1. Executing Iteratively, but Delivering Waterfall
An attribute of agile methods is that project scope is delivered regularly over the project lifetime. Some organizations might structure their projects into a set of iterations, but do not deliver customer usable products as an outcome of these iterations (documentation is usually not considered a true business value deliverable). This limits a customer’s ability to refine or reprioritize remaining work items and can incur opportunity costs if the project team continues to enhance certain “in progress” deliverables which the customer might have considered good enough. A variant on this issue is a project team that delivers frequently, but the customer insists on waiting till the end of the project instead of evaluating whether their business needs have been sufficiently met.
2. Insufficient Involvement of the Customer
Agile methods work best when the distance between the customer and the project team is reduced so that refining and prioritizing the work item backlog, decision making and deliverables review can occur in a timely fashion. This can require a significant commitment of effort on the part of the customer but selling the necessity for this involvement is preferable to accepting the risks associated with compromises such as having a project team member act as a proxy for the real customer.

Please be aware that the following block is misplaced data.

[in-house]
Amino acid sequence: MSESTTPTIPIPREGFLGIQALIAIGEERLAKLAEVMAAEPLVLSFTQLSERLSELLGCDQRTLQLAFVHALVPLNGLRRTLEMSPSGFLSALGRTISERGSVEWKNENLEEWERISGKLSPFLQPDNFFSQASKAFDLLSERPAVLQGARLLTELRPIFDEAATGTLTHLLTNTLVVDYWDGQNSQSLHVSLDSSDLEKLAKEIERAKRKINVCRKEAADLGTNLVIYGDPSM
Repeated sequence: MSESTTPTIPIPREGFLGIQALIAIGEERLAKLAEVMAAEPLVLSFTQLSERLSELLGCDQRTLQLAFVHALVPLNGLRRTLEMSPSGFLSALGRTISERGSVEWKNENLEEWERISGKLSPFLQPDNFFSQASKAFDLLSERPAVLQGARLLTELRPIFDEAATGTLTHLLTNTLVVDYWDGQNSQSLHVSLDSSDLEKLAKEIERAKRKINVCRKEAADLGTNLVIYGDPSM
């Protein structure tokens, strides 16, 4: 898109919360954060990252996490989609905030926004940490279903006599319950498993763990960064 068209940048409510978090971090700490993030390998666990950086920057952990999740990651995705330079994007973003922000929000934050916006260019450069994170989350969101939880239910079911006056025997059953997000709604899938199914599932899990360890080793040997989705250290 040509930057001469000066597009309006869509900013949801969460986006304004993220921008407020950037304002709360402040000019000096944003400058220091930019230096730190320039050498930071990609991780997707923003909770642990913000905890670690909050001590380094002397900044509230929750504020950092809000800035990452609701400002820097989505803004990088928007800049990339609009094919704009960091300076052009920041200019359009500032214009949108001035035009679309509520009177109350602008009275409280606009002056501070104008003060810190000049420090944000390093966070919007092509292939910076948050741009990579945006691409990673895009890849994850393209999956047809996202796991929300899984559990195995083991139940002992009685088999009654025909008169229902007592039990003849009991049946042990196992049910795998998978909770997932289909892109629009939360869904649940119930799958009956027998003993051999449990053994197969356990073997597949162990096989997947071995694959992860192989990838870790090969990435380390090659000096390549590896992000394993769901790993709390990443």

3. Multitasking Impacts both Velocity and Team Cohesion
Excessive multi-tasking hurts projects, regardless of their delivery approach. However, it can be lethal for agile projects as the context switching and knowledge gaps that result will reduce productivity, introduce quality issues and make it difficult to predictably calculate or use delivery velocity. These outcomes can cause organizations to lose faith in their agile initiatives and revert to more traditional approaches without understanding that the issue is not one of methodology
4. Agile does not Imply “just do it”
Contradictory to the manager’s doctrine from this Dilbert cartoon (http://www.dilbert.com/fast/2007-11-26/), planning is not wholly replaced by execution in agile projects. While the depth of planning is inversely related to the “nearness” of an activity or decision, a lack of pragmatic, right-sized planning will result in chaos for any project. This is a part of the agile transition change management process – learning to strike the right balance between too much and too little planning.
Adopting agile approaches can be a positive step towards increasing business value realization and project throughput, but ignoring the potholes along the journey will give your transformation initiative a flat tire!
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